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Fishermen hit by trawling ban need career help, not just money

Two years after ban is introduced, only four appeals over compensation have been processed


Sixty-five-year-old fisherman Mr Wong Kin-kwong has finally decided to leave the industry and sell his trawler, which has been his companion for more than 30 years.

Born in a fisherman's family, Mr Wong started fishing after finishing primaryschool."IfIdon'tworkin the industry, what else can I do?" said Mr Wong, who has practiced trawling for 41 years.

In 2012, the Legislative Council passed legislative amendments to ban trawling in Hong Kong waters with a view to saving the damaged seabed and depleted sea resources.

Owners of
Owners of "eligible larger trawlers" which can sail to outer sea get less money compared to owners of smaller trawlers.
Photo courtesy of Hong Kong Fishermen's Association

Since then, Mr Wong has tried many means to make a living. He sailed further to fish; he took part- time jobs; he even rented his trawler to fishing enthusiasts and drove them to the fishing waters. Yet his income has failed to cover costs, including fuel.

"Fishermen have to leave Hong Kong waters and sail to the outer sea. They need to face new waters, tougher waves and challenges of new sailing routes," said Mr Cheung Siu-keung, chairman of the Hong Kong Fishermen Consortium. Compared to younger fishermen, elder fishermen found it harder to adapt to the new environment, he said.

According to the Agriculture, Fisheries and Conservation Department, 710 eligible larger trawler owners and 269 inshore trawler owners are affected by the ban.

The Government pledged to give one-off assistance to the affected trawler owners and deckhands employed by them. Their applications for assistance are assessed according to a vessel's engine capacity, number of deckhands employed and fuel type.

Mr Wong's trawler is regarded as an eligible larger trawler which "generally does not operate in Hong Kong waters". He was given an ex- gratia allowance of $150,000.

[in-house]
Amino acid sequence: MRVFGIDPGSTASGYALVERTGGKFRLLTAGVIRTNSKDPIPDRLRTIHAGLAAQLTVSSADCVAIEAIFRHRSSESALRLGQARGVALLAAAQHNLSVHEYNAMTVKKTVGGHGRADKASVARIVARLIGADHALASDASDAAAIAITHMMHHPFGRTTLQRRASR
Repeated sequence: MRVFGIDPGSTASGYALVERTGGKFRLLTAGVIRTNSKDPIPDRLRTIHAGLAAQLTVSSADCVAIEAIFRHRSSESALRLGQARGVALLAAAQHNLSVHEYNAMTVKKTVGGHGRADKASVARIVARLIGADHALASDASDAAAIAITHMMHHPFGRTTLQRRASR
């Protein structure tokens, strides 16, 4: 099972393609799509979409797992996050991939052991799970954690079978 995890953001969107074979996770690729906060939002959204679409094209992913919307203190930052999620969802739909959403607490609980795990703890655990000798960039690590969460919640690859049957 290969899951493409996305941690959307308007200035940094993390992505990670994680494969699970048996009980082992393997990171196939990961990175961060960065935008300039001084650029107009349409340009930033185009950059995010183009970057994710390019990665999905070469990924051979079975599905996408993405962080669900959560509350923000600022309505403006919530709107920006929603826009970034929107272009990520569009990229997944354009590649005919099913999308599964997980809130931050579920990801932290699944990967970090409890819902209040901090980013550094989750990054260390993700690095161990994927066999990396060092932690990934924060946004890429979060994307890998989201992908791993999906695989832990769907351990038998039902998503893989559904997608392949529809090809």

"Financial compensation doesn't make much sense," said Mr Pang Siu-kei, community director from the Southern Branch of the Democratic Alliance for the Betterment and Progress of Hong Kong who specialises in fishing issues.

"Government ‘kills' the rights of trawlers to work in Hong Kong waters. Even if government gives out millions of dollars to compensate, it cannot make up for the fishermen's actual loss."

Mr Pang said a fisherman could make millions of dollars in a few years.

The Food and Health Bureauhas set up an inter-departmental working group to deal with appeals by dissatisfied fishermen. By the end of November 2013, 854 appeals were received, but the first stage of hearing only involved 32 cases, of which only four have been completed by now.

"It took two years for the government to deal with four cases. Will it take 200 years for the government to deal with the other 800 cases?" Mr Wong asked.

Mr Pang said some fishermen could not wait any more and chose to sell their trawlers, but the assessment procedure depends largely on the trawlers. "Fishermen who sold their ship would lose the evidence to show their sufferings. They are in a worse situation during the appeal period."

Mr Vincent Chan, executive manager of the Fishermen Claims Appeal Board, said the hearings were conducted in stages so that the appeals were processed in a "just, smooth, economical and expeditious manner".

He said in the first stage, the hearing of 32 cases could develop parameters and formulas for apportioning the ex-gratia payment. In the next stage, the board has pledged to hear all the remaining appeal cases.

Mr Pang suggests the government should provide assistances for fishermen to make career shifts in addition to financial subsidies.

"Fishermen are attached to the sea," said Mr Pang. "They would never sell their boats if they have other choices."

By Catherine Chen

Edited by Rainbow Li



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